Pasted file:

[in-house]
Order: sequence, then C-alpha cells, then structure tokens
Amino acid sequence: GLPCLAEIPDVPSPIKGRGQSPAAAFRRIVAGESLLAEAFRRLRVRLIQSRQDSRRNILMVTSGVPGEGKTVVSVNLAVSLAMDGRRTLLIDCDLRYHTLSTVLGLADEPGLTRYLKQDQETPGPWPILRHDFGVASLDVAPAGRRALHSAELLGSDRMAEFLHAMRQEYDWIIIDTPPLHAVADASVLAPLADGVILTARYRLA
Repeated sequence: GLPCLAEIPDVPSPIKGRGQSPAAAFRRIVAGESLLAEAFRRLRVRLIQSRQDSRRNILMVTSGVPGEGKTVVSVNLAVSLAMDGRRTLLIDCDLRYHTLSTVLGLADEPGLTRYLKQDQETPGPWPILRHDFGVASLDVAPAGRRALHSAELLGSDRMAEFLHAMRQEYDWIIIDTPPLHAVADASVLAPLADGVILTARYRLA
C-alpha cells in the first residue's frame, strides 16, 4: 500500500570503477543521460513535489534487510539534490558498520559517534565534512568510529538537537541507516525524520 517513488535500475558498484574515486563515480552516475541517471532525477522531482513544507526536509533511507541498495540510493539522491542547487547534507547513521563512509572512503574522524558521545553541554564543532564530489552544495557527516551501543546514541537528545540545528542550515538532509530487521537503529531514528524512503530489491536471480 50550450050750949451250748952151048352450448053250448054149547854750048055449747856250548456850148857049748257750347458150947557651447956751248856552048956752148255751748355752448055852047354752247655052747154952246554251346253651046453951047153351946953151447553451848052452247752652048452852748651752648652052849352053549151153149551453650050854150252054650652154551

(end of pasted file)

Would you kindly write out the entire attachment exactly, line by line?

[in-house]
Order: sequence, then C-alpha cells, then structure tokens
Amino acid sequence: GLPCLAEIPDVPSPIKGRGQSPAAAFRRIVAGESLLAEAFRRLRVRLIQSRQDSRRNILMVTSGVPGEGKTVVSVNLAVSLAMDGRRTLLIDCDLRYHTLSTVLGLADEPGLTRYLKQDQETPGPWPILRHDFGVASLDVAPAGRRALHSAELLGSDRMAEFLHAMRQEYDWIIIDTPPLHAVADASVLAPLADGVILTARYRLA
Repeated sequence: GLPCLAEIPDVPSPIKGRGQSPAAAFRRIVAGESLLAEAFRRLRVRLIQSRQDSRRNILMVTSGVPGEGKTVVSVNLAVSLAMDGRRTLLIDCDLRYHTLSTVLGLADEPGLTRYLKQDQETPGPWPILRHDFGVASLDVAPAGRRALHSAELLGSDRMAEFLHAMRQEYDWIIIDTPPLHAVADASVLAPLADGVILTARYRLA
C-alpha cells in the first residue's frame, strides 16, 4: 500500500570503477543521460513535489534487510539534490558498520559517534565534512568510529538537537541507516525524520 517513488535500475558498484574515486563515480552516475541517471532525477522531482513544507526536509533511507541498495540510493539522491542547487547534507547513521563512509572512503574522524558521545553541554564543532564530489552544495557527516551501543546514541537528545540545528542550515538532509530487521537503529531514528524512503530489491536471480 50550450050750949451250748952151048352450448053250448054149547854750048055449747856250548456850148857049748257750347458150947557651447956751248856552048956752148255751748355752448055852047354752247655052747154952246554251346253651046453951047153351946953151447553451848052452247752652048452852748651752648652052849352053549151153149551453650050854150252054650652154551